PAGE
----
Menna is my “Author of the Month” for April. This book has been on my TBR pile for SO LONG, but it was definitely worth the wait.
Author: Menna van Praag
Release Date: April 4, 2013
Review Copy: Owned/Audiobook (narrator: Elizabeth Sastre)
Distraught that her academic career has stalled, Alba is walking through her hometown of Cambridge, England, when she finds herself in front of a house she’s never seen before, 11 Hope Street. A beautiful older woman named Peggy greets her and invites her to stay, on the house’s usual conditions: she has ninety-nine nights to turn her life around. With nothing left to lose, Alba takes a chance and moves in.
She soon discovers that this is no ordinary house. Past residents have included Virginia Woolf and Dorothy Parker, who, after receiving the assistance they needed, hung around to help newcomers—literally, in talking portraits on the wall. As she escapes into this new world, Alba begins a journey that will heal her wounds—and maybe even save her life.
Filled with a colorful and unforgettable cast of literary figures, The House at the End of Hope Street is a charming, whimsical novel of hope and feminine wisdom.
I adore magical realism, and Menna’s stories have intrigued me since I first discovered her. It’s a bit darker than I thought it would be, and was much more involved than I anticipated, based solely on the write-up. I wasn’t disappointed, just surprised. There is quite a bit more going on than just Alba’s story.
What I loved:
This story has so many of the little details I love in magical realism. The magic is woven through the story in such a lyrical, organic way. The house itself plays such a large part in the story – both as the setting, and as a character that truly influences the residents. I love that previous houseguests “keep in touch” with their more recent counterparts.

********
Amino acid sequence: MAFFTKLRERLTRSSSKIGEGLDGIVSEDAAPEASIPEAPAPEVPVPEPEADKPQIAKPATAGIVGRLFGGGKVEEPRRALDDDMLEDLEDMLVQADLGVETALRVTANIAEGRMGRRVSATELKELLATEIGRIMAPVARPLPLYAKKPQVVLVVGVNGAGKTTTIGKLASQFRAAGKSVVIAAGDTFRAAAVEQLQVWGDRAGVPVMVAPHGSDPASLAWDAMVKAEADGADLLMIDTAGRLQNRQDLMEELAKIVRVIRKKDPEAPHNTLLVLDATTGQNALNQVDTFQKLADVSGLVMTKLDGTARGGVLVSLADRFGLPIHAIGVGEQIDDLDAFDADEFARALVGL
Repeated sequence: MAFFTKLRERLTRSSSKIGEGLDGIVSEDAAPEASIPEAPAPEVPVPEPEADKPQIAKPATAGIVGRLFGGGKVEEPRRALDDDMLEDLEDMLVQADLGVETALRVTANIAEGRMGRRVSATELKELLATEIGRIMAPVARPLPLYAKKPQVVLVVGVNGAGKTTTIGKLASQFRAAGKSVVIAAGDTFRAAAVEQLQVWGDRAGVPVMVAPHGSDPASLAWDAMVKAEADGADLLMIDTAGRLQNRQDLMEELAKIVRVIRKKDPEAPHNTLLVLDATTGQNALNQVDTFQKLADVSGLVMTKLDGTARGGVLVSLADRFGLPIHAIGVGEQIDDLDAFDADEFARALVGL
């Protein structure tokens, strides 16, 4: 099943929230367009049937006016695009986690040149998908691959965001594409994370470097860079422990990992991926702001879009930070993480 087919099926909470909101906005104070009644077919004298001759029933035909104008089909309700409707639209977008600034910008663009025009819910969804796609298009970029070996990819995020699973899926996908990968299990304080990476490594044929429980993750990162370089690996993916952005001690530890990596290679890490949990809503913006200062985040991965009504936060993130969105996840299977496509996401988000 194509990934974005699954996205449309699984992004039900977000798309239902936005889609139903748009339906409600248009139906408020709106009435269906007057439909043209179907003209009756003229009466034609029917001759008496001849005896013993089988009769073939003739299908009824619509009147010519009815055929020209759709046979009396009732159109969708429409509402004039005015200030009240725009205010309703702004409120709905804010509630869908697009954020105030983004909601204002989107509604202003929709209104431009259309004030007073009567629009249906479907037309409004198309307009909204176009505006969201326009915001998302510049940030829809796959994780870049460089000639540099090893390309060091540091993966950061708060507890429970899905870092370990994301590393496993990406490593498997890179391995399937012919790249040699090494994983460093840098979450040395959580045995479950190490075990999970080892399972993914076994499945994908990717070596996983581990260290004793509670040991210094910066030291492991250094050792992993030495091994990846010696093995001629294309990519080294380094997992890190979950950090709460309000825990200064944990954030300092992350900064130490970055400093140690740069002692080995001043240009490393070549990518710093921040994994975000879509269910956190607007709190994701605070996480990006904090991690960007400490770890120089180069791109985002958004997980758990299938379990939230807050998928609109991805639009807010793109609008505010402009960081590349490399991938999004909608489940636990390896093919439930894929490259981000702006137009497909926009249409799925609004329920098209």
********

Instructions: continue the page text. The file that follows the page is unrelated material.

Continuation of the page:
There ended up being significant time dedicated to all four of the “current” residents of the house. Each story entertwined with the other by virtue of the womans’ time together. Getting to see the story unfold for each of them, their history – their growth – and their path forward, in their own head, was really interesting. Each of them is in the house to overcome something from their past, and this is where things got a little darker than I anticipated. All of the info was important, of course, I just wasn’t expecting the tone. The author definitely gave each of them depth and complexity. They all managed to get exactly what they needed from the house, and within themselves.
As far as Alba, our “main” main character, goes – her history includes betrayal (on a few levels) and unfortunate family dynamics. Her “gift”, very much like a form of synesthesia, was a really interesting aspect of her journey. There was enough humor to keep the story light in the right places (a ghost in the kitchen sink?), and enough seriousness to give it impact. I was really invested in her attempt to overcome her past and creating a new life for herself (and even find an unexpected romance!)
What I didn’t love:
First, and I almost didn’t include this here because things ended up working out really well — I was confused when we got so deep into each of the other characters’ stories. I was expecting them to play a part in Alba’s story, of course, but didn’t realize we’d be so involved in each of their transformations. In the end, I enjoyed it, but I did spend a lot of time during the first half of the book wanting to get back to Alba, when the others took center page.
I also had some issue with how often the “betrayal” situation came into Alba’s head, with no specifics given to the reader. I understand that some details kept back are for later impact, and we don’t NEED to know everything at the start. My frustration was simply how often it came up in Alba’s thoughts, without having any idea what actually happened.
Overall, the book was both more and less than I expected. It was much more complex than I anticipated, and less of the lighthearted magical realism that I have been used to in my reading history. I definitely appreciated how much thought was given to each of the characters, how they interacted with each other, and the house. I would liken this story more to something from Alice Hoffman than Sarah Addison Allen. But honestly, they all write magic into their words, and now that I know better what to expect, I’m so looking forward to more words from Menna van Praag.
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